Dr. Julien Lorber, always there for the Gazelles

Around the rally

Julien, 40 years old, is an emergency doctor in Saint-Nazaire, France. This year, he is also the head of the Covid Unit set up by the Rallye organizer. This is by no means his first rally: he has 12 to his credit, including 10 with Maïenga.

Without this medical unit dedicated to protecting the participants and the local populations, the Rallye would not have been able to take place this year.

We set out to learn more about Julien.

Julien became part of the rally organization quite by chance, as he had no particular affinity with cars, motorsports or camping, but he was attracted by the desert. So when he was approached to take part, he accepted. “Now I’m really happy and even addicted to the Rallye, and especially happy to be back with the Maïenga family. It’s become a bit like a drug for me.”

While he is completely crazy about the Maïenga family, Julien was first won over by the actual Serra-Vrillacq family, a close-knit clan that has succeeded in creating a loyal family of friends, with volunteers who come back, year after year. For him, the strong characters at the heart of the event are Dominique, Marina, and Valérie of the medical team, who are the true foundation of the Rallye adventure.

An optimist by nature

Julien has 2 main observations about this year’s edition: “From a glass half full point of view, the Rallye was postponed several times, and everyone put the energy needed to make it finally happen. Among other things, everyone got vaccinated. I see it as an incentive for vaccination. Everyone got vaccinated; while there were no bad reasons not to, there were only good reasons to do it. This rally even provided an extra push for some who were hesitating and who ended up doing it. Then we worked on setting up the strictest health protocol possible, to prevent Covid from spreading across the bivouac and, above all, to the Moroccan population. That is really our number one priority. It was also important to get back to work in Morocco, because the people need the contact, and because it provides work for them. But not at any price. So we needed to impose strict – very strict – safety protocols to allow us to hold this rally under the best possible conditions.

Emotions and the Gazelles

The image of the Gazelles is one of emotions, of closeness, where they are frequently hugging each other. These are strong, celebratory images. Julien hopes that, thanks to this very strict protocol, we will be able to recreate these images. Everyone fought so hard that it created a burst of positive energy. “You only have to see the look on people’s faces, even without taking their masks off, to see how happy they are to be together again, to do the rally, and to have the impression that they have moved mountains to get here,” adds Julien, smiling behind his mask.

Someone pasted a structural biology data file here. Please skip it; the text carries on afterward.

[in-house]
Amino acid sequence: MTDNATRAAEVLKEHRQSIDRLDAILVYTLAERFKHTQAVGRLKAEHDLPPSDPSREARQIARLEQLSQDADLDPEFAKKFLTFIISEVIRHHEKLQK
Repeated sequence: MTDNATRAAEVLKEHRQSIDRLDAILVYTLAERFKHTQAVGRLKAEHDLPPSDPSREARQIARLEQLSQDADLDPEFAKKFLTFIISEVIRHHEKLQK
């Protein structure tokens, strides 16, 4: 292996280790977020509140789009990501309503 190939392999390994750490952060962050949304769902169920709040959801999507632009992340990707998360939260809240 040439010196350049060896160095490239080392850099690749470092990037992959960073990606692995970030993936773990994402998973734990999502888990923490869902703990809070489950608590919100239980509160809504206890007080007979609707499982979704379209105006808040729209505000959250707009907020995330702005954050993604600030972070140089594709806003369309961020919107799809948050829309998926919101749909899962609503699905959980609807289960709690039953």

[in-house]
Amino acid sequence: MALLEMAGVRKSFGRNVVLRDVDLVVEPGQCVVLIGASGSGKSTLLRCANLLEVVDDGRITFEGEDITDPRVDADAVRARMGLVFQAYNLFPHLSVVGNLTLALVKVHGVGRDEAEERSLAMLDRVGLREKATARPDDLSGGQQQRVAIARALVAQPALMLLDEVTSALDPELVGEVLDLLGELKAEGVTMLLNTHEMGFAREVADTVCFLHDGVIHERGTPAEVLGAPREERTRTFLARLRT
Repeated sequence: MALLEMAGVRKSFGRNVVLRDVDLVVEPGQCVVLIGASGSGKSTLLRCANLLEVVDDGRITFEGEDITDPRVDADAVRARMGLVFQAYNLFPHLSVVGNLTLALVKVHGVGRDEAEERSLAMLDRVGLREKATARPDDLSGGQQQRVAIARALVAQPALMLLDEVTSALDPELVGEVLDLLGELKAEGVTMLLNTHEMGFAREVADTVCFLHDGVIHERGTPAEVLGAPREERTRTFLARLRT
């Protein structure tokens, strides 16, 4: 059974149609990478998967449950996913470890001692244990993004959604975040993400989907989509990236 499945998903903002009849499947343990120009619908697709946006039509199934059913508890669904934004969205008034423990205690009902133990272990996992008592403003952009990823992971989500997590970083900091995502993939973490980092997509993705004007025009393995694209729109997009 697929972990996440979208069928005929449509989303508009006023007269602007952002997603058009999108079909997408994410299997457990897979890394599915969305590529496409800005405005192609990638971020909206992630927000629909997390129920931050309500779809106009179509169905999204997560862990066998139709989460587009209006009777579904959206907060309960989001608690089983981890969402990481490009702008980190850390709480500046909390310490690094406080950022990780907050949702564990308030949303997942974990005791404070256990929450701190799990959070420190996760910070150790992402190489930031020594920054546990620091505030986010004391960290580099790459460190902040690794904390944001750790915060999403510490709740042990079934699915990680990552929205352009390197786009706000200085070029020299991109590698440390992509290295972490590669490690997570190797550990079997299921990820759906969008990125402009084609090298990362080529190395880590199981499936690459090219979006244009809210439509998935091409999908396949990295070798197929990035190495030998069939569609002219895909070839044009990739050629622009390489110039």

Positive PCR test?

When I ask him what will happen if a PCR test is positive, either for an organizer or a Gazelle, he doesn’t hesitate: “Clearly, the person won’t be allowed on the boat! We’re not taking any risks, especially for the local populations. And if someone develops Covid once we’re there, we have isolation measures for anyone with symptoms. Anyone suspected of having Covid will be tested, either an antigen test or a PCR test, with isolation measures in accordance with Moroccan recommendations. That means isolation in a government-approved hotel for as long as necessary with close monitoring in the unlikely event of a more severe form. But since we’re all vaccinated, the risk is extremely low.

Memories, memories

Of all these years spent at the heart of the Rallye, Julien has one particular memory that undoubtedly strengthens his admiration for the Maïenga family: “It’s true that I fell in love with Morocco, but also with the Maïenga family, and one of my strongest memories is not of the desert, but of the time I managed to enter Morocco without a passport! One year I forgot my passport, and I don’t know what magic they used, but Maïenga managed to get me in without a passport after hours of discussion! That memory will always stay with me.”

Completely hooked?

I really admire what Dominique has managed to accomplish; she has turned prejudices on their head. Yes, it’s a motor sport, but she has turned it into a fascinating, life-sized game that made me want to say: what about us men?

So when she created the GAM (Gazelles and Men) rally-raid, I was eager to take part, but …wow, it’s hard!

The Gazelles accomplish incredible things, cross impossible obstacles… they have all my admiration! I also admire the determination of many of the volunteers, who put themselves at the service of the Gazelles. We’re all drawn in the same direction, and that gives real strength to this organization, which for me is one of a kind among all the sports medical organizations I know. 

If I had a message for Dominique, especially after these last few months, I would say, Let’s go for 30 more years! I’m ready for the next 30!